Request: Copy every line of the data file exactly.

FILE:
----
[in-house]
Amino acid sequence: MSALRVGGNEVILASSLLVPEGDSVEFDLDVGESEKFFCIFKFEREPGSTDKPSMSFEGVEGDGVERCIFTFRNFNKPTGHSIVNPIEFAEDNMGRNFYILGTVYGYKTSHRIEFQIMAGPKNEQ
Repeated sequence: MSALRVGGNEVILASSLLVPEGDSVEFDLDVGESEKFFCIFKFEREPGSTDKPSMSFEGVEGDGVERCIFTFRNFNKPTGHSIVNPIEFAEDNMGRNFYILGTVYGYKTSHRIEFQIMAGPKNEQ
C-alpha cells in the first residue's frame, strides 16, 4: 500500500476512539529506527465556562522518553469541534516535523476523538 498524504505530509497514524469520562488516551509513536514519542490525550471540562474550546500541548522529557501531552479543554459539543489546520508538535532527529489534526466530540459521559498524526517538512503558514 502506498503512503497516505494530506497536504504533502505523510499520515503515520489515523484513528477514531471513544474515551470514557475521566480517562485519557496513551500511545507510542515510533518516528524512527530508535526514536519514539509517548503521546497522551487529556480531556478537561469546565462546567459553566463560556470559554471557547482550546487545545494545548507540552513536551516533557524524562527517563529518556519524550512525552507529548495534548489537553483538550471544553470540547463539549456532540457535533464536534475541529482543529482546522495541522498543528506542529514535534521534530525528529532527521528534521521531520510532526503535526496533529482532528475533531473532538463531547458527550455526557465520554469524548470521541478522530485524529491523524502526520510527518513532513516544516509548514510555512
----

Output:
[in-house]
Amino acid sequence: MSALRVGGNEVILASSLLVPEGDSVEFDLDVGESEKFFCIFKFEREPGSTDKPSMSFEGVEGDGVERCIFTFRNFNKPTGHSIVNPIEFAEDNMGRNFYILGTVYGYKTSHRIEFQIMAGPKNEQ
Repeated sequence: MSALRVGGNEVILASSLLVPEGDSVEFDLDVGESEKFFCIFKFEREPGSTDKPSMSFEGVEGDGVERCIFTFRNFNKPTGHSIVNPIEFAEDNMGRNFYILGTVYGYKTSHRIEFQIMAGPKNEQ
C-alpha cells in the first residue's frame, strides 16, 4: 500500500476512539529506527465556562522518553469541534516535523476523538 498524504505530509497514524469520562488516551509513536514519542490525550471540562474550546500541548522529557501531552479543554459539543489546520508538535532527529489534526466530540459521559498524526517538512503558514 502506498503512503497516505494530506497536504504533502505523510499520515503515520489515523484513528477514531471513544474515551470514557475521566480517562485519557496513551500511545507510542515510533518516528524512527530508535526514536519514539509517548503521546497522551487529556480531556478537561469546565462546567459553566463560556470559554471557547482550546487545545494545548507540552513536551516533557524524562527517563529518556519524550512525552507529548495534548489537553483538550471544553470540547463539549456532540457535533464536534475541529482543529482546522495541522498543528506542529514535534521534530525528529532527521528534521521531520510532526503535526496533529482532528475533531473532538463531547458527550455526557465520554469524548470521541478522530485524529491523524502526520510527518513532513516544516509548514510555512